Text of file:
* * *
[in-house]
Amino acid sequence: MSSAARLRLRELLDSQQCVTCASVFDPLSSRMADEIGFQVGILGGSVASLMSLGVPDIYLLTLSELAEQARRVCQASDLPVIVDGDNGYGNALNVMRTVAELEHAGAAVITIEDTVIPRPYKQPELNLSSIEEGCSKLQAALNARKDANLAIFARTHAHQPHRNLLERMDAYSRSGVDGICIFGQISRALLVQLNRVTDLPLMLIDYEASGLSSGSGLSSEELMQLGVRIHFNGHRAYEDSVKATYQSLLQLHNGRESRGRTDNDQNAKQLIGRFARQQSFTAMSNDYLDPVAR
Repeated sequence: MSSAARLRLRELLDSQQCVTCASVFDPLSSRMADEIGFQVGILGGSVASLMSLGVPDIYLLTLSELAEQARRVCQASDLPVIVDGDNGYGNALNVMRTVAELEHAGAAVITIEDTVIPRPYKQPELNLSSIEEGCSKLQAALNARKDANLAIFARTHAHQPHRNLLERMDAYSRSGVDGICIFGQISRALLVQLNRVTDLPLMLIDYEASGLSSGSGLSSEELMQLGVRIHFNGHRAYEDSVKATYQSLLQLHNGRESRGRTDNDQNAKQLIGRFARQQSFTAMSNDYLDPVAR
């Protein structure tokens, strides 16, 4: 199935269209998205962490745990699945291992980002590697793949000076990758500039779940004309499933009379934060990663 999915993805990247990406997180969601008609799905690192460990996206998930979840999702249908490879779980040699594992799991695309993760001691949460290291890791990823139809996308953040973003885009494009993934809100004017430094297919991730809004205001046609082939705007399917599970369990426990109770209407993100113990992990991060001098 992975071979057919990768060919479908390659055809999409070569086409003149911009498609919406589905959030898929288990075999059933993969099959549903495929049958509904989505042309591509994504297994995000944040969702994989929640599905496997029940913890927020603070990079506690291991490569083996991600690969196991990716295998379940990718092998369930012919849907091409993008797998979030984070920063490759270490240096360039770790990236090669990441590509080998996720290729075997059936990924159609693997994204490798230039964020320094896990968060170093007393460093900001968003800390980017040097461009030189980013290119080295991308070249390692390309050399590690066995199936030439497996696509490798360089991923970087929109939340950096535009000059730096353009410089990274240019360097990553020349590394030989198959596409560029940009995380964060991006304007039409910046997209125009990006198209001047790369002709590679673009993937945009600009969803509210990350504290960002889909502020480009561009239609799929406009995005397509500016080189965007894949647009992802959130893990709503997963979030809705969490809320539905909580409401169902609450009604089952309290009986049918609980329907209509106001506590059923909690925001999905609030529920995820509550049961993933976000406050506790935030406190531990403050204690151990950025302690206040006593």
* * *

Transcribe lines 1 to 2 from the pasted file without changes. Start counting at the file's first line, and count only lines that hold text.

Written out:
[in-house]
Amino acid sequence: MSSAARLRLRELLDSQQCVTCASVFDPLSSRMADEIGFQVGILGGSVASLMSLGVPDIYLLTLSELAEQARRVCQASDLPVIVDGDNGYGNALNVMRTVAELEHAGAAVITIEDTVIPRPYKQPELNLSSIEEGCSKLQAALNARKDANLAIFARTHAHQPHRNLLERMDAYSRSGVDGICIFGQISRALLVQLNRVTDLPLMLIDYEASGLSSGSGLSSEELMQLGVRIHFNGHRAYEDSVKATYQSLLQLHNGRESRGRTDNDQNAKQLIGRFARQQSFTAMSNDYLDPVAR